• Another guest European vocal quintet joins Portland Baroque Orchestra — making another odd combo, like Eugene Symphony’s, of ensemble and orchestra — for this weekend’s An Empire Of Silver & Gold at First Baptist Church (1110 SW Taylor St.) Friday and Saturday, and Reed College’s Kaul Auditorium (3203 SE Woodstock Blvd.) Sunday afternoon. There’s also a one hour family friendly version Saturday afternoon. As often happens with PBO, the instruments are odd, too, or at least archaic by modern standards: two guitars, dulcian, violins, cello, cornetto, harp, and percussion. But no less beautiful. And the repertoire is most happily unusual even for PBO. Guest director Daniel Zuluaga found it in the archives of Latin American cathedrals. The baroque era transcended Germany, Italy, even Europe itself, and it’s a rare treat to hear this seldom performed music from the 17th and 18th centuries left by Spanish and Portuguese colonists.

• Folk songs also spice Satori Men’s Chorus’s Saturday concert at Portland’s Central Lutheran Church. Along with “Down By the Riverside,” “The Drunken Sailor” and other traditional music, the concert includes two pieces written by Portland composers for the group: Judy Rose’s Kyrie and Ken Skach-Mills’s Satori. Their silver anniversary concert includes the choir’s characteristic warm-hearted mix music from various genres.

• Another all male chorus, the 100-member Vienna Boys Choir, sings a mix of secular, sacred, folk and pop songs Friday at Bend’s Tower Theater and Saturday at Corvallis’s First United Methodist Church.

• And as we noted last week, BRAVO Youth Orchestras perform original music and screens a documentary at Portland’s Old Church Wednesday night in its “Breaking the Cage” event, featuring collaboratively created music about the experience of immigration.

BREAK THE CAGE – Collective Composition at BRAVO from Seth Truby on Vimeo.

Jazz & More

• Bay Area composer/ multi-instrumentalist Steven Lugerner leads a standard post-bop ensemble, but for his new, other group SLUGgish Ensemble, which plays Portland’s Turn Turn Turn Wednesday night, he exchanged his usual alto sax for lower range instruments (clarinet, baritone saxophone, clarinet, flutes) and added trombone, trumpet, cello, vibes, guitar and tenor sax and more — a total of nine other musicians on SLUGgish Ensemble’s colorful new album An Eight out of Nine. The much broader musical palette produced intriguingly varied compositions often loosely based on distant memories of favorite songs.

• Portland pianist/composer Darrell Grant debuts a new duo with singer Holly Pyle Friday at Portland’s Artists Repertory Theater, 1515 SW Morrison St. They’ll perform music by Blossom Dearie, Charles Mingus, Stevie Wonder, Tom Jobim, James Taylor, Jackson Browne, Neil Young and more, preceded by a separately ticketed workshop on collaborative creation.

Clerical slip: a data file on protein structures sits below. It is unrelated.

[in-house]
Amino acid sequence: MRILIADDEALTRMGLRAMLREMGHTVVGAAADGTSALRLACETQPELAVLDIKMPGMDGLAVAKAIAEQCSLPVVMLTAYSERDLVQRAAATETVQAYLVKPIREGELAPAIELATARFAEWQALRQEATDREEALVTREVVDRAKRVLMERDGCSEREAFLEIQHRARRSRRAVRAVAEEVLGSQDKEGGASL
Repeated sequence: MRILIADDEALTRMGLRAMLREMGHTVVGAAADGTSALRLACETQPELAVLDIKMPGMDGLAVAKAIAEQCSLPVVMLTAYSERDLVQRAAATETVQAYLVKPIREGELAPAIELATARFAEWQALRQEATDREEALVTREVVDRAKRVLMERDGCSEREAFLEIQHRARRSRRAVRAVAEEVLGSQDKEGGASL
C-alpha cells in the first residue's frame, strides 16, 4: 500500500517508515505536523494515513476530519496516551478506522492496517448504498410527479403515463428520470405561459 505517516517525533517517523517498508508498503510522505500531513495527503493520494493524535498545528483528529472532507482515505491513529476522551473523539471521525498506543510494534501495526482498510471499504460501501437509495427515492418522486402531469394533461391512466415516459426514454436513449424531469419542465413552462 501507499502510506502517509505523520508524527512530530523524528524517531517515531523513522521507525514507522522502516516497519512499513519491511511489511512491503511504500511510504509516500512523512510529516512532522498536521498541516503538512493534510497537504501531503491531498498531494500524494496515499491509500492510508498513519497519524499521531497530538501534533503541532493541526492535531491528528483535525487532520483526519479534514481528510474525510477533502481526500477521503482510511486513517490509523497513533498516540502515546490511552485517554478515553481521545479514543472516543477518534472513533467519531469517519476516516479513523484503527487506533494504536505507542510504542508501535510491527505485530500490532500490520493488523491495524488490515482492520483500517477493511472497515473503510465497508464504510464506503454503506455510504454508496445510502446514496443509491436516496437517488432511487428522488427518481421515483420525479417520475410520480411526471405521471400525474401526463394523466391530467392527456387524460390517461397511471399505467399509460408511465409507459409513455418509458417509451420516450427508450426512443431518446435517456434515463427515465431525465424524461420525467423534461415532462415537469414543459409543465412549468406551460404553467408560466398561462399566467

• Speaking of once-lost, newly rediscovered music, as we were with PBO, this Friday’s Albina Soul Revue at Portland’s Alberta Rose Theatre (3000 NE Alberta St.) features underrepresented musicians of color once active in the Albina area of North & Northeast Portland performing original funk and soul music from the 1970s. Longtime Portlanders will recognize vintage stars like Shirley Nanette, Gregg Smith, Tony Ozier, and the Legendary Beyons, all of whom have performed with local, regional and even national stars. They’re also releasing a never-issued album of lost Portland souls music from that peak era. Big shout out to Albina Music Trust’s Bobby Smith for preserving this local legacy.

Live Streams

Gary Ferrington already told us all about the live music and dance performance of Stravinsky’s A Soldier’s Story. Here’s his weekly round up of live streamed music for your home listening.

Live from Beall Concert Hall: UO Campus Band at 7:30pm (PST), Wednesday, November 14.

PSU Noon Concert Series: Deal with the Devil at noon (PST) Thursday, November 15. Leading American composer Neal Rolnick, Jennifer Choi and new music piano star (and Portland native) Kathleen Supové perform live electronic music.

Live From Beall Concert Hall: Piano duo Lin Hengyue and Wang Ji at 7:30pm (PST) Monday, November 19, perform a program of classical and non-traditional pieces for piano.

Live From Beall Concert Hall: University of Oregon Symphony at 7:30pm (PST), Tuesday, November 20.

Student Composition Recital: The Lewis & Clark Department of Music presents a recital of new music composed by students in the department’s composition program on Friday, November 30, 2018 at 7:30pm (PST).

Let us all know about your other recommended musical events, unusual or otherwise, in the comments section below.